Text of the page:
On 16th October, Freshfields Bruckhaus Derringer LLP published an article reflecting on the case of Mamancochet v Aegis & Others, in which a court in London was asked to decide if an insurer was prevented in paying out on a claim by a Lloyds standard clause which excused insurers from paying an otherwise valid insurance claim where “payment…would expose that insurer to any sanction, prohibition or restriction under [UN, EU or US sanctions]”.   The insurers unsuccessfully contended that the sanctions clause applied wherever payment would expose the insurers to a risk of being sanctioned by an authority.

See also

The articles goes on to pose the question: where a sanctions clause is triggered, are obligations to be suspended or extinguished?  It also points out that the provisional view of the court was that the EU Blocking Statute would not necessarily prohibit a party from invoking a sanctions clause in the context of US sanctions against Iran – if it was relying on a contract term.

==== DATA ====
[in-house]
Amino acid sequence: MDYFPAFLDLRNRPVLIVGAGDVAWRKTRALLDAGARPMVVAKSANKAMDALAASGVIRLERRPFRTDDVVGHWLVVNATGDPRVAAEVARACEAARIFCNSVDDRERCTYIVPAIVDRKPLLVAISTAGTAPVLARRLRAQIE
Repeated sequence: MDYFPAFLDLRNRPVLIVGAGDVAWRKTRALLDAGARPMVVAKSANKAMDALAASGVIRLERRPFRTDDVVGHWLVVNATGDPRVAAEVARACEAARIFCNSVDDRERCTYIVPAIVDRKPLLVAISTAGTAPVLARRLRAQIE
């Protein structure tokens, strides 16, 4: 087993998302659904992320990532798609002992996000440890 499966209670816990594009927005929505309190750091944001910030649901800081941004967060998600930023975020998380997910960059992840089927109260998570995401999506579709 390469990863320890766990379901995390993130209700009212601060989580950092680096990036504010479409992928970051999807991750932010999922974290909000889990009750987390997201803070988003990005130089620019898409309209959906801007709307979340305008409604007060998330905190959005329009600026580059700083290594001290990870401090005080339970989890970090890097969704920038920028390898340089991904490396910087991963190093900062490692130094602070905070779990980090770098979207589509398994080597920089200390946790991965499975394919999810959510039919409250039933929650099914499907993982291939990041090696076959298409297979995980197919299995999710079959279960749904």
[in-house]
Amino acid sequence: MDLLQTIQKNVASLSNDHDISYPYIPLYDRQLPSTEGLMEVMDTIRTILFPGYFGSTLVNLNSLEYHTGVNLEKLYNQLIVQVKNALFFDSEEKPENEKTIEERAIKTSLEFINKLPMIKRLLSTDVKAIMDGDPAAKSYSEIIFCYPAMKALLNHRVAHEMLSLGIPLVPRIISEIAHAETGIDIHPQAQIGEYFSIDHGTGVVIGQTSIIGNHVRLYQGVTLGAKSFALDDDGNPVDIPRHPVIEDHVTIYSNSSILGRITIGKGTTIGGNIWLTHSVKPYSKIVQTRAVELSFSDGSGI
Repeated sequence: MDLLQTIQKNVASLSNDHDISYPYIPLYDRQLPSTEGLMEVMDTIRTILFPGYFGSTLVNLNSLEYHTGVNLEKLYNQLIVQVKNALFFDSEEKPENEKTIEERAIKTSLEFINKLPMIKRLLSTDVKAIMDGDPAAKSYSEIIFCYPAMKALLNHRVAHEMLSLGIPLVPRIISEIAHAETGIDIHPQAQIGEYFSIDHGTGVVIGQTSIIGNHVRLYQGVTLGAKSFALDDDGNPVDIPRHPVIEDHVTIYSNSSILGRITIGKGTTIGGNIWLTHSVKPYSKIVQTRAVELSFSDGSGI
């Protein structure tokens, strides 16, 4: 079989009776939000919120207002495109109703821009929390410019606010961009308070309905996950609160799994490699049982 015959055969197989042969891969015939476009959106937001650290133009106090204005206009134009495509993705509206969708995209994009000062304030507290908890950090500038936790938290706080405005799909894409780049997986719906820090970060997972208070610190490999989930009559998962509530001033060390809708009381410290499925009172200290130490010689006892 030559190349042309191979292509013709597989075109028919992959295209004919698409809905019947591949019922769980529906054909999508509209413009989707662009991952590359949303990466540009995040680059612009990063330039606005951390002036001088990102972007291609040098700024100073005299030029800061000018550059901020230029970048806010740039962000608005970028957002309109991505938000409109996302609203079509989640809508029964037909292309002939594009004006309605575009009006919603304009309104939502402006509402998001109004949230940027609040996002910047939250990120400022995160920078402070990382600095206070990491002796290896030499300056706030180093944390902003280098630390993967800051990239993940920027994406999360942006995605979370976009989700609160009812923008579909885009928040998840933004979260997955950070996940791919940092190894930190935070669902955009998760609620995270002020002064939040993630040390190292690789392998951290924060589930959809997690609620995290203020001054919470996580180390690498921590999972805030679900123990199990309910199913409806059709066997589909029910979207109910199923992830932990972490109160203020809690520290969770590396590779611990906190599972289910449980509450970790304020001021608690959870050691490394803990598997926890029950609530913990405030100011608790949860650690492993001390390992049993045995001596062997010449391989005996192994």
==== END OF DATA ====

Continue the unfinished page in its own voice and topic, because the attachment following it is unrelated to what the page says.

See also the HFW briefing at –

Author: raytodd2017

Chartered Legal Executive and former senior manager with Isle of Man Customs and Excise, where I was (amongst other things) Sanctions Officer (for UN/EU sanctions), Export Licensing Officer and Manager of the Legal-Library & Collectorate Support Section

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